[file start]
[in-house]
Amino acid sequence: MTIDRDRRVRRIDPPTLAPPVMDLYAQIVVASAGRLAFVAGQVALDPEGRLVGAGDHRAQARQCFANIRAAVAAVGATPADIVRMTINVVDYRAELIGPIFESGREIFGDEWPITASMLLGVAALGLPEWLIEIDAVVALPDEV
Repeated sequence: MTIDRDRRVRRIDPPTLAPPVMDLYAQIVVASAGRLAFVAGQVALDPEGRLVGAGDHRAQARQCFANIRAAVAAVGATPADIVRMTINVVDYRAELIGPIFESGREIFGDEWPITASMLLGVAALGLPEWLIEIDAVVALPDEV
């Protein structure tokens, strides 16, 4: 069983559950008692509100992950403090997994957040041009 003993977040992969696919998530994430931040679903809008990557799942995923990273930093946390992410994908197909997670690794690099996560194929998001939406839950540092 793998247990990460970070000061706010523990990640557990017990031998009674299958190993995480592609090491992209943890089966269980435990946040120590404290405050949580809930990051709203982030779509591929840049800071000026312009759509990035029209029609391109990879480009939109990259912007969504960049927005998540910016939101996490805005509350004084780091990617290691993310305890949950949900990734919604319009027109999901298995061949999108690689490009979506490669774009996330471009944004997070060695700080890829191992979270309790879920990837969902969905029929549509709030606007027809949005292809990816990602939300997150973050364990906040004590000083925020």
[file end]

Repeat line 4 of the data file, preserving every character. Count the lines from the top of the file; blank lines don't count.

């Protein structure tokens, strides 16, 4: 069983559950008692509100992950403090997994957040041009 003993977040992969696919998530994430931040679903809008990557799942995923990273930093946390992410994908197909997670690794690099996560194929998001939406839950540092 793998247990990460970070000061706010523990990640557990017990031998009674299958190993995480592609090491992209943890089966269980435990946040120590404290405050949580809930990051709203982030779509591929840049800071000026312009759509990035029209029609391109990879480009939109990259912007969504960049927005998540910016939101996490805005509350004084780091990617290691993310305890949950949900990734919604319009027109999901298995061949999108690689490009979506490669774009996330471009944004997070060695700080890829191992979270309790879920990837969902969905029929549509709030606007027809949005292809990816990602939300997150973050364990906040004590000083925020």